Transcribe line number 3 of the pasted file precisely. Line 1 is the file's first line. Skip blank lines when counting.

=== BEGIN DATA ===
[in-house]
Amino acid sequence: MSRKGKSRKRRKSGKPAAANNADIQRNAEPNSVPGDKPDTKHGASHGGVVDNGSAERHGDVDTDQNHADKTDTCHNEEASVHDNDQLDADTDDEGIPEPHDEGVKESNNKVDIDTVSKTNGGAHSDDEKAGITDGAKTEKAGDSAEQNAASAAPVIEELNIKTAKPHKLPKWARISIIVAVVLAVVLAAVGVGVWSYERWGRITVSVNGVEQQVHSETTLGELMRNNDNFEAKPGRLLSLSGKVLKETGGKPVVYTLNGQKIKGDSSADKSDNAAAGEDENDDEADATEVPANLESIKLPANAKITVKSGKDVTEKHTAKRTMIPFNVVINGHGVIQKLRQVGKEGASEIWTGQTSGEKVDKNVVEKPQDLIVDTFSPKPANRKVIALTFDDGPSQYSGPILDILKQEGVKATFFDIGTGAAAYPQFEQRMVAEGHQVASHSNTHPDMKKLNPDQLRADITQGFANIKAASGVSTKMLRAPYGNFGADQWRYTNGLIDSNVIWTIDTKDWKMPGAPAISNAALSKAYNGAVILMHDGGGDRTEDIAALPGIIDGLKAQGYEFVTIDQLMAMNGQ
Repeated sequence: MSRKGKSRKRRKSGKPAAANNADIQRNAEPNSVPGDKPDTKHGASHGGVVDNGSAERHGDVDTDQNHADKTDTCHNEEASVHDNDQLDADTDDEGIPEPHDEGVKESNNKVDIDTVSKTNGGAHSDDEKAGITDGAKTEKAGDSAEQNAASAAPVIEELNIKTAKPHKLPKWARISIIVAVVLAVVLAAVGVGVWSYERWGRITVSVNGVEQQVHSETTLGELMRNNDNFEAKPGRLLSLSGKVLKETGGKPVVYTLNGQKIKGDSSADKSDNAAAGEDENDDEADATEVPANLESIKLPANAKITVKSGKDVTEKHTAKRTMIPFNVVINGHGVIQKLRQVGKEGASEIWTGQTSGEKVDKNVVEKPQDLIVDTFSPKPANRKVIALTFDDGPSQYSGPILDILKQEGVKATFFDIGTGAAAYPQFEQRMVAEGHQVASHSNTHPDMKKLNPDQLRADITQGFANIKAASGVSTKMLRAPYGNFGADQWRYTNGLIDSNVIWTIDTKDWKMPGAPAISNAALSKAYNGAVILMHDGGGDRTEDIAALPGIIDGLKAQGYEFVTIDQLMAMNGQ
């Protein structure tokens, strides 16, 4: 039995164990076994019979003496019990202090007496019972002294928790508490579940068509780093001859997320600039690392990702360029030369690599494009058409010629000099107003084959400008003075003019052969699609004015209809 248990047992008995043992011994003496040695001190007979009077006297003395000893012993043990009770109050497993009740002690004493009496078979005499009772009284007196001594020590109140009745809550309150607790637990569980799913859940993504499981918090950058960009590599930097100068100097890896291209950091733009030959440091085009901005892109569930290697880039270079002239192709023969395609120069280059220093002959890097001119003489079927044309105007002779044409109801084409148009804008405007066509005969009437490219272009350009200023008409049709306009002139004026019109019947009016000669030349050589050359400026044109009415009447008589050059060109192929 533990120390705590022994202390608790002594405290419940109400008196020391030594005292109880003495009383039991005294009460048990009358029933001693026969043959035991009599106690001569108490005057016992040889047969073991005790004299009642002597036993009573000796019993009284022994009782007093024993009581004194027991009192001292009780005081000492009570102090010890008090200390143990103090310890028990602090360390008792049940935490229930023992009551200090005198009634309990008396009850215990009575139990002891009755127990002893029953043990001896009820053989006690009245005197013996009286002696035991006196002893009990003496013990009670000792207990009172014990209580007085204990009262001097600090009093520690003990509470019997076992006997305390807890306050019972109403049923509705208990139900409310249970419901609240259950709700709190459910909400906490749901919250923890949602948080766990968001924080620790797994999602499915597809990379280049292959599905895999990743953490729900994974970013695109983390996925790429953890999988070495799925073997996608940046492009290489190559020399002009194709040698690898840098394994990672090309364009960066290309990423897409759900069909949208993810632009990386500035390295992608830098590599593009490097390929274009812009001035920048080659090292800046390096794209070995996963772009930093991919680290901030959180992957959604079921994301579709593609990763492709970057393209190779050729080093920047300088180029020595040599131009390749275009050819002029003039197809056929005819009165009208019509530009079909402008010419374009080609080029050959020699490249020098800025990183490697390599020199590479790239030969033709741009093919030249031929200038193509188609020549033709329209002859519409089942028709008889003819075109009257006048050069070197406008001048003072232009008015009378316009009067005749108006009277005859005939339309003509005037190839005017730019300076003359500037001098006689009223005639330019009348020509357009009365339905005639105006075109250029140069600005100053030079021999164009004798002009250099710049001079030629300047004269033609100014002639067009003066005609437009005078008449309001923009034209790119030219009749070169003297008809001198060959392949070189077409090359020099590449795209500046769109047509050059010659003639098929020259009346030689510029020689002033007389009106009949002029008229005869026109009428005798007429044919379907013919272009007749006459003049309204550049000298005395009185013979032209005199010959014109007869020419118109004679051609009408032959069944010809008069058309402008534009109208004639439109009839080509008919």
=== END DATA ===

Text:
Repeated sequence: MSRKGKSRKRRKSGKPAAANNADIQRNAEPNSVPGDKPDTKHGASHGGVVDNGSAERHGDVDTDQNHADKTDTCHNEEASVHDNDQLDADTDDEGIPEPHDEGVKESNNKVDIDTVSKTNGGAHSDDEKAGITDGAKTEKAGDSAEQNAASAAPVIEELNIKTAKPHKLPKWARISIIVAVVLAVVLAAVGVGVWSYERWGRITVSVNGVEQQVHSETTLGELMRNNDNFEAKPGRLLSLSGKVLKETGGKPVVYTLNGQKIKGDSSADKSDNAAAGEDENDDEADATEVPANLESIKLPANAKITVKSGKDVTEKHTAKRTMIPFNVVINGHGVIQKLRQVGKEGASEIWTGQTSGEKVDKNVVEKPQDLIVDTFSPKPANRKVIALTFDDGPSQYSGPILDILKQEGVKATFFDIGTGAAAYPQFEQRMVAEGHQVASHSNTHPDMKKLNPDQLRADITQGFANIKAASGVSTKMLRAPYGNFGADQWRYTNGLIDSNVIWTIDTKDWKMPGAPAISNAALSKAYNGAVILMHDGGGDRTEDIAALPGIIDGLKAQGYEFVTIDQLMAMNGQ